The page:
BYERS v. BURTON

Annotate this Case

BYERS v. BURTON
1923 OK 946
220 P. 476
93 Okla. 211
Case Number: 12383
Decided: 11/13/1923
Supreme Court of Oklahoma

BYERS et ux.
v.
BURTON et ux.

Syllabus

¶0 1. Appeal and Error -- Record -- Excluded Evidence.
In order that the Supreme Court may consider assignments of error relating to the exclusion of evidence, there must be a showing in the record as to what the excluded evidence would have been before the court can say that there was reversible error in the ruling.
2. Same--Review of Errors--Necessity for Exceptions.
Alleged errors occurring in the trial, which were not excepted to at the time, are waived and will not be considered on appeal.
3. Same--Review of Equity Case--Findings and Evidence.
In cases of equitable cognizance, the findings and judgment of the trial court will not be reversed unless the same are clearly against the weight of the evidence.
4. Same--Affirmance.
Record examined, and held, that the findings and judgment of the trial court are not clearly against the weight of the evidence.

Geo. L. Zink, for plaintiffs in error.
Tolbert, Hunter & Tolbert and George W. Martin, for defendants in error.

JARMAN, C.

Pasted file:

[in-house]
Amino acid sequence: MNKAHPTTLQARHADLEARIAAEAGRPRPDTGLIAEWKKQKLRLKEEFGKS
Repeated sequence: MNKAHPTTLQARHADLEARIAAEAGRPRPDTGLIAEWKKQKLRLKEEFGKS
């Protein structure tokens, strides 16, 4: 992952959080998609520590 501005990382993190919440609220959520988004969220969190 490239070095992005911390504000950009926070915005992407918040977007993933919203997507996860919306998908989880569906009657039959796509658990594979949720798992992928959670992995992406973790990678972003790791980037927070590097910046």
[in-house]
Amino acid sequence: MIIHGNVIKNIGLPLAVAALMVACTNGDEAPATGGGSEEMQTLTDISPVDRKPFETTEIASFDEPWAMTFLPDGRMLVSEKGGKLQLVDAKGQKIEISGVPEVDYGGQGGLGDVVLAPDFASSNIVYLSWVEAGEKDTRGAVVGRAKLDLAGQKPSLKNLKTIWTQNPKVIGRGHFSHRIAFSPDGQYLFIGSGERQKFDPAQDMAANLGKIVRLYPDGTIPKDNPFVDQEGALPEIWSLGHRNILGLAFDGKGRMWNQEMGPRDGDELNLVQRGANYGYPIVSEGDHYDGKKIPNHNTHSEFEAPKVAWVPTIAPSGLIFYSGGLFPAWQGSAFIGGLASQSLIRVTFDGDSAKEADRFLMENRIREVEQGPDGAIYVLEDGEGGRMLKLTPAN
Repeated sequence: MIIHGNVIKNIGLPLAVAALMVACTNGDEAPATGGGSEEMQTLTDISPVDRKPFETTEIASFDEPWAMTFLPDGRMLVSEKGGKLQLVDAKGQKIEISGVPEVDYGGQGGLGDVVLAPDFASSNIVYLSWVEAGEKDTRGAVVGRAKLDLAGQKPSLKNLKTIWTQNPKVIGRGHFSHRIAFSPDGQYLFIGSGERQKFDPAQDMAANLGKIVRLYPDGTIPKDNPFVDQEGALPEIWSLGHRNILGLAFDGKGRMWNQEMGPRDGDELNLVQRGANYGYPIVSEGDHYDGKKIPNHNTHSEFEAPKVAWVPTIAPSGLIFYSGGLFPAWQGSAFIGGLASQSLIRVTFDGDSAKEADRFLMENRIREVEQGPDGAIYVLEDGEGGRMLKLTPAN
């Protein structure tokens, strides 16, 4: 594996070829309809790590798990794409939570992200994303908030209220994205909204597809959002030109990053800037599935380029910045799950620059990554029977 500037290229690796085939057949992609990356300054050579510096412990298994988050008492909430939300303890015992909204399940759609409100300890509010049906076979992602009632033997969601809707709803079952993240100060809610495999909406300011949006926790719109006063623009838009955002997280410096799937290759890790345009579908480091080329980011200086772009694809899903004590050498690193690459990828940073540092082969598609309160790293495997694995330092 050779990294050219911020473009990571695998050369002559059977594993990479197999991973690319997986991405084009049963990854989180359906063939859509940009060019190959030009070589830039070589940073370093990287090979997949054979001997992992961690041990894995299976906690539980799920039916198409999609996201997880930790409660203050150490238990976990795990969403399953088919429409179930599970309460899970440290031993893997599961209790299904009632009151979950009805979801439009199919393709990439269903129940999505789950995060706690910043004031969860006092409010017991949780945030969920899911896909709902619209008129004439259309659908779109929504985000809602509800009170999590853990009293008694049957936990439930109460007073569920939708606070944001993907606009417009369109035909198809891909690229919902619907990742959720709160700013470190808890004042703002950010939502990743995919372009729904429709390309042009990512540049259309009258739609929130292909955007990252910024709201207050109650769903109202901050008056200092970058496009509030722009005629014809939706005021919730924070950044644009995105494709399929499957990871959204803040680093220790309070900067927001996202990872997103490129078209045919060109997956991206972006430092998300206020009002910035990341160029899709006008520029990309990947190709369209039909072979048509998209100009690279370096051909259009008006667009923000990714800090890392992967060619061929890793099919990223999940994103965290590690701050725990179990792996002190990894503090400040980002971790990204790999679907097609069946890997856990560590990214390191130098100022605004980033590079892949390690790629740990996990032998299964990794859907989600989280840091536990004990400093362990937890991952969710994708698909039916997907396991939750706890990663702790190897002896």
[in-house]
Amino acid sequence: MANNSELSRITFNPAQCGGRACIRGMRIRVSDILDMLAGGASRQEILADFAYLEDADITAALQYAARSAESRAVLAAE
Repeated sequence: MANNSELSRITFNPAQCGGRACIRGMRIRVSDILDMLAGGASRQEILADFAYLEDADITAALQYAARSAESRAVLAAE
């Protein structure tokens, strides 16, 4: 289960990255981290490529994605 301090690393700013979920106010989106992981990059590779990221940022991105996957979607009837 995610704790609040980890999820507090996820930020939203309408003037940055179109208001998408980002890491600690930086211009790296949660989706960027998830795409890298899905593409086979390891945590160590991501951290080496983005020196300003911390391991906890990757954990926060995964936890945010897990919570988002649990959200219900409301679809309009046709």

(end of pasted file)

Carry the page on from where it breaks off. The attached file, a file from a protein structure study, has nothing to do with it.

¶1 This suit was filed in the district court by the plaintiffs in error, plaintiffs below, against the defendants in error, defendants below, to cancel a deed executed by the plaintiffs to the defendants to certain lands in Kiowa county, and to rescind a contract entered into by and between said parties with reference to said land. Said cause was tried to the court which resulted in a judgment for the defendants, from which the plaintiffs bring error. The plaintiffs were the owners of certain farm lands in Kiowa county, Okla., and the defendants were the owners of 160 acres of farm land, together with certain improvements thereon, located in the Province of Alberta in the Dominion of Canada. The plaintiffs and defendants entered into negotiations for the exchanging or trading of these farms and the plaintiffs allege that, as an inducement to trade or make exchange of said farms, the defendants submitted to the plaintiffs a written description of their farm in Canada, in which they set forth that it consisted of 160 acres of nice level, black loam soil, with 60 acres of nice timber and between 30 and 40 acres in cultivation and about 20 acres in meadow and the remainder in willow and small bush: that there were about 1,000 good fence posts, fire wood and logs for building purposes on the place, a. good well on the premises: said premises being located on the government graded road and telephone line, and school and church the year round: a beautiful seven-room house, well furnished, said house being painted on the outside and papered and painted on the inside, and other improvements, and that said farm and improvements were well worth $ 3,200. The plaintiffs allege that they relied upon the representations made in said written statement as being true and that they were induced thereby to make a trade with the defendants whereby they deeded to said defendants their farm lands in Kiowa county for and in consideration of the farm of the defendants in Canada and a certain cash consideration paid by the defendants. The plaintiffs allege that, upon their going to Canada, they found that the representations made by the defendants with reference to said farm and improvements were false, and that said false representations were made with the full knowledge thereof by the defendants and for the purpose of defrauding and deceiving the plaintiffs in connection with the exchange of their farms. The plaintiffs allege that there was no well producing water on said land; that said land and house were not on the government road or telephone line; that the nearest town to said land was 34 miles and the nearest school was 2 1/2 miles and that the house was only a five-room house and only four rooms of which were finished: that there were only two acres of meadow and only 14 acres of said land in cultivation: that there were no logs on said land suitable for building purposes: that said house was not painted on the outside and papered and painted on the inside as represented: that said house was not furnished with the kind and character and quality of furniture represented; that said land and improvements were not, at the time of said trade nor at any other time, worth $ 3,200 and that the same did not exceed in value the sum of $ 1,000.